Stein has more difficulty than Pollman in searching for a Low Country identity in the Middle Ages . Firstly, he always has to defend himself against 19th and 20th century historians who claim that it is impossible to speak of a national identity before 1800. And more importantly, the Netherlands as an entity simply did not exist in the fifteenth century. In 1450, the Low Countries was a union of people, a mosaic of territories, counties, duchies and domains, united by a sovereign endowed with a lot of titles. The region didn't even have a generally accepted name. It was only during the middle of the 16th century that the name 'Seventeen Provinces' or 'Seventeen Netherlands ' became generally accepted.

Communication policy
Isn't it rather like self-inflicted torture to look for an overall identity in such a mess? Stein:' Modernist historians would be totally against it, but the more you delve into the Middle Ages, the more you can conclude that identities were quite important. You can also see that rulers employed a conscious communication policy to stimulate territorial loyalty and identity, if only to have a reason for their subjects to contribute to the cost of wars. The Burgundians were active in implementing this policy.

The 'Seventeen Netherlands' in Ludowico Guicciardini's Description of all the Low Countries (Antwerp 1581). Leiden University Library 1013 A3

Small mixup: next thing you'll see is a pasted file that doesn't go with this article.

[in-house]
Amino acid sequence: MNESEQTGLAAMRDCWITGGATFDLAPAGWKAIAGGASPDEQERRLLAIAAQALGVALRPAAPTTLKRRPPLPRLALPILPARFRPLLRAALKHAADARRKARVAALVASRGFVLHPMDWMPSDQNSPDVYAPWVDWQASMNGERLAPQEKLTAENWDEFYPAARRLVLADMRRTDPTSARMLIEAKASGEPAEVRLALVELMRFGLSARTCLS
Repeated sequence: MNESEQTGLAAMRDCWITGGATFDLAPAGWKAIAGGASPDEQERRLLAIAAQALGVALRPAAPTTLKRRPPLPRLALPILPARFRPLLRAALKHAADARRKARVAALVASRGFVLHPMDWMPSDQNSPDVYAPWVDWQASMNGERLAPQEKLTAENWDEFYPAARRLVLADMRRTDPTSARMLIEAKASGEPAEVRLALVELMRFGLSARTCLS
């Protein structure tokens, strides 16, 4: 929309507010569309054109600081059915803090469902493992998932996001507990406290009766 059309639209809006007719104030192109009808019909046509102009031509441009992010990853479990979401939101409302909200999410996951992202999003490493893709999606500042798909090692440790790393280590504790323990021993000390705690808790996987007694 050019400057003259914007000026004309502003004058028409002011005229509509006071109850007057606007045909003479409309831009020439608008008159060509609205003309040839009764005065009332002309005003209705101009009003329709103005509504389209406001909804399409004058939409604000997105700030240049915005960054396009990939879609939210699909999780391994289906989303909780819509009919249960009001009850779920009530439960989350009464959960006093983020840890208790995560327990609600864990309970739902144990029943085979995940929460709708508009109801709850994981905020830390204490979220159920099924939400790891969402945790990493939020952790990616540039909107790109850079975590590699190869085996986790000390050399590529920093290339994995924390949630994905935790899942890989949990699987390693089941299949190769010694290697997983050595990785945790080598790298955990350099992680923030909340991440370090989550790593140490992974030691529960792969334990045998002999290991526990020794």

In the middle the royal coat of arms and Brabant. Clockwise, starting at the bottom left: Flanders, Holland, Zeeland, Antwerp, Luxemburg, Namur, Groningen, Utrecht, Overijssel, Limburg, Mechlin, Zutphen, Friesland, Guelders, Henegouwen, Artois


The 'Seventeen Netherlands' according to Jan van der Noot , Ode to Braband- Hymne de Braband (Antwerp 1580), p. 25. Leiden University Library 1367 C28, p. 25.

In the middle: Brabant. Clockwise from the top left: Luxemburg, Guelders, Flanders, Holland, Zeeland, Artois, Namur, Henegouwen, Overijssel, Friesland, Valenciennes, Utrecht, Mechlin, Doornik (city), Doornik (territory), Rijsel.

Projecting identity backwards
You have to be wary of the pitfall of theological thinking,' Stein adds hurriedly. 'There is a significant difference between English and French research. French historians tend to think very theologically and to project the roots of 'our France' as far back as possible, into the 13th century. The English take a very different approach. They consider the processes more, looking at how mechanisms worked in the territorial units which then existed. We work in the same way. By paying more attention to these things, you tend to look differently at these Middle Ages. The identity of Brabant or Guelders, which can be clearly seen in the 13th century, was by no means the precursor of the later Dutch identity. And the Netherlands as portrayed on the map in 1580 was not already presaged in the 1450 map.